My Favorite Sermon on Lent: The Hero’s Journey of Bilbo Baggins

A few days ago we entered the church season of Lent. Maybe you went to a Mardi Gras party or Ash Wednesday service. Maybe you have decided to give something up to help you focus on this season of penitence and reflection. According to my Facebook feed I gather that social media is a pretty common choice to give up this year.

Or maybe some of you are like me and have decided to take on a practice to bring you closer to Jesus during this 40 day journey towards the cross. My daughter and I are doing a program called 40 Acts that gives you a challenge of kindness or generosity by email each day. Others may go to a Lenten study or commit to reading their Bible more.

Whatever you choose to do to celebrate Lent, I can guarantee you that there will come a day in the next 40 days when your choices and your journey will become difficult. When you will wonder why this matters at all and contemplate just throwing in the towel. Does God really want us to struggle with sacrifices and challenging ourselves? Can’t we just rest in grace?

It makes you wonder if there was a point during Jesus’s 40 days in the desert when he thought about giving up. I can’t imagine isolating myself from my community for 40 days, going without food for 40 days, resisting temptation after temptation for 40 days. It must have been exhausting. You wonder if it brought Jesus to the end of his Son of Man rope.Well, Jesus was not just Son of Man but Son of God, so maybe the 40 days was easier for him.

But the one I really wonder about in today’s Scripture readings is Noah. Long long ago there was a time when things on earth got so bad that God decided to start over. Noah and his immediate family went into the ark with two of every animal. This part we like. We romanticize it as a children’s story. Noah and the animals. In fact my baby shower was Noah and the ark themed as my kids came in twos.

But what happens when we think about the time after Noah was shut up in the ark and before the dove came back with that olive branch. What must it have been like during those 40 days of rain and destruction?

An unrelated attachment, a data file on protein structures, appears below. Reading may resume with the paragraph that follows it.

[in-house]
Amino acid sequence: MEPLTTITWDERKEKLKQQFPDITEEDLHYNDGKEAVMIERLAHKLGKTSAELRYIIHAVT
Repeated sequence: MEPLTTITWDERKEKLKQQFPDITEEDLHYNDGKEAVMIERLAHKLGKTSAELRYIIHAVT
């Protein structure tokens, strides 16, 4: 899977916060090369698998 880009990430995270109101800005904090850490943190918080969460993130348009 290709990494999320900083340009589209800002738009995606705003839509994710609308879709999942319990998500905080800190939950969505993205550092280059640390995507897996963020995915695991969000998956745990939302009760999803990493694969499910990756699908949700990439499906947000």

When I think about these scriptures about Jesus and Noah another story comes to mind. And though this story is fiction, I think it carries a lot of truth.

It is the story of Bilbo Baggins the Hobbit and his Unexpected Journey.

I love this story so much because I see so much of myself in Bilbo. I too am a slightly chubby creature who likes nothing better than being at home and having tea and cookies. I too do not like it when unexpected things happen like wizards visiting or dwarves coming over unannounced for dinner. I like a nice, quiet, boring life sometimes. But life for Bilbo was not meant to be boring. The wizard Gandalf and the company of dwarves talked him into setting off on a journey. A journey in which they would hike many miles across the land to the Lonely Mountain in order to steal a precious jewel from the fierce dragon Smaug.

Now when I first read this book I thought no way is this Hobbit going to make it against a dragon. He doesn’t have it in him. But as I read on I noticed the Hobbit began to change. You see the dwarves and Bilbo did not go from Bilbo’s Hobbit hole straight to the Lonely mountain and take the jewel and the mountain back from the dragon straight away. Like any good hero’s journey they had many side adventures first.

In my youth, this annoyed me. I wanted them to go from point A to point B, get things done and move on with life. But as I have aged I have learned that the path is often windy and filled with unexpected things. For Bilbo it was first an encounter with mountain trolls, then a scary mountain climb where he almost dies, and then a long pass under a dark, tomb-like mountain filled with orcs.